The Official Description: official description
Just the facts: M/M partnership, Magical Character married to a non-magical, murder mystery, the continuation of series
Cosmo and his Police Commissioner are back on the trail of a killer but secrets have a way of breaking things… and marriages… apart! – Kinzie Things
My thoughts bit: Say hello to the newest installment of the Bedknobs and Broomsticks series. These books are centered on Cosmo and John. Cosmo comes from a long line of powerful witches but he’s chosen to try and live life as a mortal. He hasn’t given up magic but tries to use it as little as possible. John is married to Cosmo (there’s a story there you’ll want to read in the first book) and he is the Police Commissioner.
In this book, I Buried A Witch, another murder has been committed and Cosmo believes it’s linked to a previous murder… and also the magical community. The problem is that Cosmo’s husband doesn’t know he’s a witch. And damn if secrets don’t have a way to getting out when you really don’t want them to.
These books are contemporary, paranormal mysteries. I think the author lists them as romance…. and not to be judgy but I think these have a bit more plot than the usual M/M romance! (I consider that a very good thing.) The interesting thing about this series is that it’s got a significant amount in it about discrimination. Okay, so it’s discrimination against Cosmo being a witch, but it’s very relevant and timely. Cosmo has to hide the fact that he’s a witch from people who are very important in his life. It’s not something he can change, it’s the way he was born. And yet, it’s not accepted by everyone. At one point in the novel, Cosmo even compares being magical to being gay and says it’s not something he has the ability to change, it’s just a part of who he is. So really, as much as this book is a supernatural mystery… it’s about the way we all want to be accepted for who we are!
Cosmo is definitely my favorite character. He’s an absolute sweetheart in his own fumbling way. He really cares genuinely about people and that comes across very clearly in Lanyon’s writing. Cosmo is on his own path… and is led by his heart. That’s a really difficult road to follow, but I love this character for it. On the other hand, John is pragmatic and serious even though he has a slightly romantic side when it comes to his husband. I sense that there is much more going on in John’s past than Landon has revealed yet, so I’m looking forward to more of his history in a future novel.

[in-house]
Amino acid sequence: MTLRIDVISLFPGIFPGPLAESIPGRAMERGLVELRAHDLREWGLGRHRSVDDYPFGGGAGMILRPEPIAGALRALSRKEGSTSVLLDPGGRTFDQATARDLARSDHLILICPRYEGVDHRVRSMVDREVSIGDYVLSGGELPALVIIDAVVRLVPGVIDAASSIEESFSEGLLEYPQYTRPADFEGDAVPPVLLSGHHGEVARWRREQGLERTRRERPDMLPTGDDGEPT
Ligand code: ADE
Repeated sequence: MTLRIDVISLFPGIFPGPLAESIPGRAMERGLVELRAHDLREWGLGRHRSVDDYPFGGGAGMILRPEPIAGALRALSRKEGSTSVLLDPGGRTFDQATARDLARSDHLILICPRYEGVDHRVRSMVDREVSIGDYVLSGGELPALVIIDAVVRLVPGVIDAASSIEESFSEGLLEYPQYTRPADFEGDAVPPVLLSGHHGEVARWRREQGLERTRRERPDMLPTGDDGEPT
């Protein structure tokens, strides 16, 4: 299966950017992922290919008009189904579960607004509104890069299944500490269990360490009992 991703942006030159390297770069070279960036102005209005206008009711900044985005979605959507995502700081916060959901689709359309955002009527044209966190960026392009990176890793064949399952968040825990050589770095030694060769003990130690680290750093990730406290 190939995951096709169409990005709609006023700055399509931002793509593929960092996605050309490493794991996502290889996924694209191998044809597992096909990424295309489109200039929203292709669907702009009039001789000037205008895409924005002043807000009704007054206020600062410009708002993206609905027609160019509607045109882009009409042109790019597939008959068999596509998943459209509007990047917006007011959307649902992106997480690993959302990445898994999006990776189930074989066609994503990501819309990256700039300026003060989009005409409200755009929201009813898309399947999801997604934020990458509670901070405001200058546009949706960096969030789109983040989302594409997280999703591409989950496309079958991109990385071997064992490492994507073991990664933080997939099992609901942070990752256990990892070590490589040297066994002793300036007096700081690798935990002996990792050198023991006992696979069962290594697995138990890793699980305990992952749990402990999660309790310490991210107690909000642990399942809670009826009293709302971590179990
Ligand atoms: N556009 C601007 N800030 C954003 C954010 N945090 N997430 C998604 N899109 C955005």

The crunch of the novel comes when Cosmo reveals to John that he’s a witch. It’s done without finesse and is poorly timed and has an immediate negative effect on their marriage. John is incensed by the fact that Cosmo kept something so important from him. Of course, it doesn’t take John long to put two and two together and understand that Cosmo has the potential to influence his decisions. The thing is… in the first book, Landon revealed that magic didn’t work on John… but it’s unclear why. Does John have a secret history of his own? What’s hurt him in the past so much that trust is difficult for him?
I like the structure of the magical world in this series. Although witches have a great deal of power and ability, they are almost aloof when it comes to mortals. To me, that seems an accurate way of depicting witches! Cosmo is different because he’s interested in the mundane life of mortals and doesn’t want to live the same life as his ancestors. But he sure is different from many of his kind! There is interesting interplay between the magical folk and the mortals. It will be interesting to see which direction Landon goes with it.
I also saw that by entering into a relationsihp under false pretenses, I had ceded all power to John. Ours had never truly been a relationship of equals. Knowing what I did, fearing that his love was not strong enough to withstand much pressure, I’d backed away from trying to assert myself, from being honest, from being me. And honesty being the foundation of intimacy, how strong had the bonds been between us?
For a book of this genre, I Buried a Witch has some heavy-hitting themes. What if you have secrets in your relationship? Are you truly in love with someone if you don’t know the core of who they are? Is honesty always the best policy? Is it ever possible to rebuild broken trust?
This is a really good series. My only criticism of this book was that it felt a little rushed to me. I’m definitely on board for whatever remains in this series!
Things You May Want To Know: Please be aware, I’m by no means an expert on what may or may not have the potential to disturb people. I simply list things that I think a reader might want to be aware of. In this book: (SPOILERS) Dishonesty, bigotry in terms of lifestyle (antimagic), descriptions of murders, attempted murder, vivid description of near-drowning.
Readalikes: Other stories that are similar or give the same feel.
- Mainly by Moonlight (Bedknobs and Broomsticks #1) by Josh Lanyon
- Darkling (Port Lewis Witches #1) by Brooklyn Ray
- Hearts of Fire (Chevalier #1) by Kay Doherty
I received an ARC of I Buried A Witch by Josh Lanyon via NetGalley in exchange for an unbiased review.